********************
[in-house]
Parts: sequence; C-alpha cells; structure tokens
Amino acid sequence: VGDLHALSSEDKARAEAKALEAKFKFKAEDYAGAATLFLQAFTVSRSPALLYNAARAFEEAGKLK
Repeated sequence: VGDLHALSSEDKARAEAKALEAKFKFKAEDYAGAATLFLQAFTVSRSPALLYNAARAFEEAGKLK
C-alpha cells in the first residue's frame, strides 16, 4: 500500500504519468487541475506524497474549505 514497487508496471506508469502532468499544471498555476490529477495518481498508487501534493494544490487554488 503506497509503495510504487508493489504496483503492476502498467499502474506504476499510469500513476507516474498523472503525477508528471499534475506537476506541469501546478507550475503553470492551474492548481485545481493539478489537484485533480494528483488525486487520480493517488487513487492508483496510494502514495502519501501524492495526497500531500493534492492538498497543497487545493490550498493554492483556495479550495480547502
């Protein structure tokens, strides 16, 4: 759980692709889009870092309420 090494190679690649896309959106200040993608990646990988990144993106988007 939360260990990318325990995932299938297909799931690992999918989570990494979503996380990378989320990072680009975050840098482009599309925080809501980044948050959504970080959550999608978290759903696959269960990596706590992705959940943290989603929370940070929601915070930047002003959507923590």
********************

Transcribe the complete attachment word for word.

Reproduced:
[in-house]
Parts: sequence; C-alpha cells; structure tokens
Amino acid sequence: VGDLHALSSEDKARAEAKALEAKFKFKAEDYAGAATLFLQAFTVSRSPALLYNAARAFEEAGKLK
Repeated sequence: VGDLHALSSEDKARAEAKALEAKFKFKAEDYAGAATLFLQAFTVSRSPALLYNAARAFEEAGKLK
C-alpha cells in the first residue's frame, strides 16, 4: 500500500504519468487541475506524497474549505 514497487508496471506508469502532468499544471498555476490529477495518481498508487501534493494544490487554488 503506497509503495510504487508493489504496483503492476502498467499502474506504476499510469500513476507516474498523472503525477508528471499534475506537476506541469501546478507550475503553470492551474492548481485545481493539478489537484485533480494528483488525486487520480493517488487513487492508483496510494502514495502519501501524492495526497500531500493534492492538498497543497487545493490550498493554492483556495479550495480547502
């Protein structure tokens, strides 16, 4: 759980692709889009870092309420 090494190679690649896309959106200040993608990646990988990144993106988007 939360260990990318325990995932299938297909799931690992999918989570990494979503996380990378989320990072680009975050840098482009599309925080809501980044948050959504970080959550999608978290759903696959269960990596706590992705959940943290989603929370940070929601915070930047002003959507923590």